Mario Porreca is thirty years old. He lives in Castelnuovo di Conza with his wife and three children. He works as a forestry worker and plays soccer. On that Sunday, he is with his daughter Filomena, aged four and a half, and his other daughter Maria Grazia, aged two. He is at his mother’s house, Filomena Del Buono, 59 years old. Mario’s wife, Giuseppina La Morte, is 26, and she has stayed back at home with their son Gerardo Vittorio, also very young.
At 19:30, they are in the kitchen, waiting to eat pizza with corn. One of Mario’s sisters, Giuseppina, 26 years old, is also there. Only their father is not present. His name was Vittorio and he died at 54. Mario has a sister in the United States, a brother in Lausanne and another one in Brussels. After many years in Canada, her sister Lilina is back with her husband. Recently, her cousin Giuseppe also returned from Switzerland to train as a firefighter.
The pizza isn’t ready yet. Mario is holding his favorite daughter, Filomena, in his arms. The earthquake begins. He tries to go to the door, but the house has already been torn apart, he’s hit from all directions and doesn’t know where he is. When the roar ends, he finds himself buried among the rubble. He can only move his head and one arm. He hears Filomena’s voice. Long hours go by, time that cannot be measured. For a few seconds, Mario falls asleep. Filomena keeps calling him, keeps him awake, keeps him alive. She is asking him about her pajamas; she is close by, but he can’t see her. Mario hears a voice coming from outside. It’s his neighbor, who has come to see if his donkey is alive. Dawn arrives, but no one has started digging up the rubble yet. When help finally comes, Mario can’t see anything, his eyes are covered in dust. At eleven in the morning, they finally wrap him in a sheet and take him away. He tells the rescuers to take care of his daughter, telling them she was there, close to him.
Mario is now in the hospital, in Battipaglia. He knows nothing about the rest of his family. He can’t move an arm and a leg. Nobody seems to be able to answer his questions. A few days later, his brother, the one who was in Switzerland, arrives at the hospital, and can’t hide the truth from him any longer: Mario, you are now alone, you don’t have anyone left anymore. Not only did his mother’s house collapse, where everyone else died, but also the house where his wife was, found dead with the baby in her arms. In another house, his sister and brother-in-law had also died. And also his cousin, whom he’d said goodbye to just half an hour before the earthquake. Mario had gone to play bowls that day. He’d come to his mother’s house to have pizza and to watch the game.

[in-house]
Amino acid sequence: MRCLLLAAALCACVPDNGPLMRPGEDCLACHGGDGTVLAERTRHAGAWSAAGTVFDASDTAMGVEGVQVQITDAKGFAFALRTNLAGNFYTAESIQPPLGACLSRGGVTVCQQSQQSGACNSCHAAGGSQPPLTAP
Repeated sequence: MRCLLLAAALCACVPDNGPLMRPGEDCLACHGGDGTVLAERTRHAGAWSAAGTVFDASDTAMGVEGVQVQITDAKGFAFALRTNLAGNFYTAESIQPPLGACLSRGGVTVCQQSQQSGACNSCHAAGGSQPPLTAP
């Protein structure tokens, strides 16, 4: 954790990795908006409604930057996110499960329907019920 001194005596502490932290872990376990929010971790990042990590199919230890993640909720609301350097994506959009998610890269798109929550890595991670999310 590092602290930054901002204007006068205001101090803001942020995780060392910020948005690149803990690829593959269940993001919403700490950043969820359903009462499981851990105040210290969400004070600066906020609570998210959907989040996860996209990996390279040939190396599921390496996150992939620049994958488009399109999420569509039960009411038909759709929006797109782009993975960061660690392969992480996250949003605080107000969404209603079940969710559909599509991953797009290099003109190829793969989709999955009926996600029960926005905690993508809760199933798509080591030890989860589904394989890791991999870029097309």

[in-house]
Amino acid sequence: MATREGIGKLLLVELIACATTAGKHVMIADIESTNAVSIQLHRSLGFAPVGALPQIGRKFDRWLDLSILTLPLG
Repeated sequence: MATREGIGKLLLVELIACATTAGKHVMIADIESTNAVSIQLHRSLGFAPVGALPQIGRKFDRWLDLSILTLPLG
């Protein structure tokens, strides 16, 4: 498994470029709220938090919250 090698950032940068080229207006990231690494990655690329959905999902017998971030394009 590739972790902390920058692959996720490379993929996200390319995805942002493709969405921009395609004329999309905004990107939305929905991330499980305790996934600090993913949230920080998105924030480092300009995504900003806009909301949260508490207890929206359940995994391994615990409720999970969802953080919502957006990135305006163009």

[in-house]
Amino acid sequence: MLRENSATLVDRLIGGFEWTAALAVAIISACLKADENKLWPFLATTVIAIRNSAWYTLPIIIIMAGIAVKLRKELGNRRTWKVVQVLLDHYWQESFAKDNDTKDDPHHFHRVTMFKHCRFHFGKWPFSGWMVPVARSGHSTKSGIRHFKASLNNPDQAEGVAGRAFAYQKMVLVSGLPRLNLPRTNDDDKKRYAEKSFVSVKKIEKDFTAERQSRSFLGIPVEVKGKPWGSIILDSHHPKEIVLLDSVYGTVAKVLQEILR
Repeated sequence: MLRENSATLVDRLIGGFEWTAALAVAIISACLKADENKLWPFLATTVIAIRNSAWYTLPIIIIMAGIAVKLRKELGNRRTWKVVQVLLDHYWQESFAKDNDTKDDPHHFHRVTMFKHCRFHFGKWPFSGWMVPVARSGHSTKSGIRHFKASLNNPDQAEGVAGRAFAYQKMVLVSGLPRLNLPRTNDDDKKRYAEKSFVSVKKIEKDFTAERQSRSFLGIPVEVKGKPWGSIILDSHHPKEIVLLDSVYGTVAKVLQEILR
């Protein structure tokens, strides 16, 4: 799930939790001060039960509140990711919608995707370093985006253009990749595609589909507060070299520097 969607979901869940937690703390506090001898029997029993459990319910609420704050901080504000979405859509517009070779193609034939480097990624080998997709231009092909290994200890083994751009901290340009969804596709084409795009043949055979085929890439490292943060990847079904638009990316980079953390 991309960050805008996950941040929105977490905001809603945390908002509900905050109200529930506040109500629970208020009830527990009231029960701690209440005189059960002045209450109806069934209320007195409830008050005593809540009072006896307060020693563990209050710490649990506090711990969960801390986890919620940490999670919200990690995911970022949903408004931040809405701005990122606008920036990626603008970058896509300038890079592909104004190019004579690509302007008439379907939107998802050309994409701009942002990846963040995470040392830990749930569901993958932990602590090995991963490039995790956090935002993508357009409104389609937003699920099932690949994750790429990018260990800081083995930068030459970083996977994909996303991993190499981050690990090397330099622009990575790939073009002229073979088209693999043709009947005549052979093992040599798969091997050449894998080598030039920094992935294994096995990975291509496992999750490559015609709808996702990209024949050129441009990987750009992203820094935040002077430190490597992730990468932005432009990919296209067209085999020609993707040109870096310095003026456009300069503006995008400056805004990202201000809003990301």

Mario will return to Castelnuovo when most of the rubble has been removed and people are housed in prefab homes. He goes every day to the area where he used to live. But the pain has not closed his heart. He is taking part in the life of the village which is trying to come back to life. After three months, they find the remains of a little girl in the area where everything collapsed. Then, in May, he would be the one to find the remains of Rosaria Sessa in the rubble, a woman who had been among the missing.
After 40 years, Mario lives in the same prefab home, by his own choice. He never wanted to move away from there. He has the countryside outside his window. At home, he keeps company with the animals. On the evening of the earthquake, his dog Rin Tin Tin and his sister’s dog Lassie also died. The man from Castelnuovo speaks with a soft voice. He has lost everything he could possibly lose, but he has remained whole—even though his eyes, his limbs, his heart never went away from the cemetery.
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